, Volume 24, Issue 12, pp 1199-1220
Date: 25 Nov 2012

Generic Health-Related Quality-of-Life Assessment in Children and Adolescents

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Abstract

The health-related quality of life (HR-QOL) of children and adolescents is increasingly considered a relevant topic for research. Instruments to assess quality of life in children and adolescents of a generic as well as disease- or condition-specific nature are being developed and applied in epidemiological surveys, clinical studies, quality assurance and health economics. This paper attempts to give an overview on the state of the art of HR-QOL assessment in children as it relates to methodological and conceptual challenges. Instruments available in international or cross-cultural research to assess HR-QOL in generic terms were identified and described according to psychometric data provided and the width of application.

In an initial literature search, several challenges in the assessment of child and adolescent HR-QOL were identified, ranging from conceptual and methodological to practical aspects. Seven specific major issues were considered: (i) What are the dimensions of HR-QOL relevant for children and adolescents, and do suitable instruments for their measurement exist? (ii) Can these dimensions be collected in a cross-culturally comparable way? (iii) What advantages and disadvantages do self-rated versus externally evaluated HR-QOL measurements of children and adolescents have? (iv) How can HR-QOL be assessed in an age-appropriate way? (v) What are the advantages and disadvantages of disease-specific and generic data collection? (vi) What advantages and disadvantages do profile and index instruments have? (vii) How can HR-QOL be connected with utility- preference values? In a second literature search we identified nine generic HR-QOL instruments and four utility health state classification systems that complied with the prespecified inclusion criteria.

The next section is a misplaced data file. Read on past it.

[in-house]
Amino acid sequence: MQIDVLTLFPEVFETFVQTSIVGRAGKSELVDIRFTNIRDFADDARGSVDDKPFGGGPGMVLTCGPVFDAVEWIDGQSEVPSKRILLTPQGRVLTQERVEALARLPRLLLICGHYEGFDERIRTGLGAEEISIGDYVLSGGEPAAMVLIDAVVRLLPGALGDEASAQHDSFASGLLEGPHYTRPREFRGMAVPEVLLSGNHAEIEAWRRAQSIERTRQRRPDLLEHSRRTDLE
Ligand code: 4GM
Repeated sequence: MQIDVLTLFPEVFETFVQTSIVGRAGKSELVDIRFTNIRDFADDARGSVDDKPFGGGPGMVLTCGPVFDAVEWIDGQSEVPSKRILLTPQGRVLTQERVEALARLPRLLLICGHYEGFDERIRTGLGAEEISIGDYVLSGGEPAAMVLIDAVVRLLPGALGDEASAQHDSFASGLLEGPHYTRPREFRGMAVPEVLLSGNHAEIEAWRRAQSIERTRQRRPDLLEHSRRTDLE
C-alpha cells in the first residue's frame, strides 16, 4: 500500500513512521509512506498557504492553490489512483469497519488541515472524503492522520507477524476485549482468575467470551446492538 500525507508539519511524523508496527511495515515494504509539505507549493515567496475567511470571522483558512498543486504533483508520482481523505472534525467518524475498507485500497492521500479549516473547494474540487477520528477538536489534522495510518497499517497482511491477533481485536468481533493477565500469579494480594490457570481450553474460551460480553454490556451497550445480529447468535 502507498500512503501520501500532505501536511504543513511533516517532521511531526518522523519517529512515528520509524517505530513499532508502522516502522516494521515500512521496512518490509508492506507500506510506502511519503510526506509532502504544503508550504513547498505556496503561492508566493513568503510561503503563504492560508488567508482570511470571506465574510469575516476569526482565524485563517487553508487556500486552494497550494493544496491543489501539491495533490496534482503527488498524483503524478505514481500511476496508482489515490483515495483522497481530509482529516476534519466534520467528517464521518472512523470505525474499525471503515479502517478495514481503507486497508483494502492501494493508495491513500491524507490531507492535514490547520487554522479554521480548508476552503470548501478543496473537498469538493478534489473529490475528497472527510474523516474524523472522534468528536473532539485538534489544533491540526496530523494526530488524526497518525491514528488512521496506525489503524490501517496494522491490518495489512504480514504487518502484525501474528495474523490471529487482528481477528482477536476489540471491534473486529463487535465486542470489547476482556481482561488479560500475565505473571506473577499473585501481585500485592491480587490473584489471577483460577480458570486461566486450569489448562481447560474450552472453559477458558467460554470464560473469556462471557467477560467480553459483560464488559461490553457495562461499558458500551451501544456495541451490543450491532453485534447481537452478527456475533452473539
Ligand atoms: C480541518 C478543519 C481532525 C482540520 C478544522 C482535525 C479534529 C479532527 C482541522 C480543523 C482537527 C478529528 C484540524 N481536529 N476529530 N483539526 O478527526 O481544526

It was concluded that (i) HR-QOL instruments are available to assess the dimensions of the construct relevant to children and adolescents; (ii) provided that an instrument was constructed in an appropriate way, the dimensions of HR-QOL can be measured in an interculturally comparable manner; (iii) the HR-QOL of children and adolescents can and should be ascertained by self-rating; (iv) the measurement instruments used have to consider maturity and cognitive development; (v) only generic quality-of-life instruments allow for an assessment of HRQOL in both healthy and chronically ill children and adolescents; (vi) the representation of HR-QOL achieved through a singular index value is connected to strict psychometric conditions: the index instrument has to be tailored to these psychometric conditions; (vii) how far utility measures are employable with children and adolescents has to be investigated in further studies.

The problem aspects identified indicate the necessity for further research. Nevertheless, instruments for assessing the HR-QOL of children and adolescents can be identified that meet the requirements mentioned above.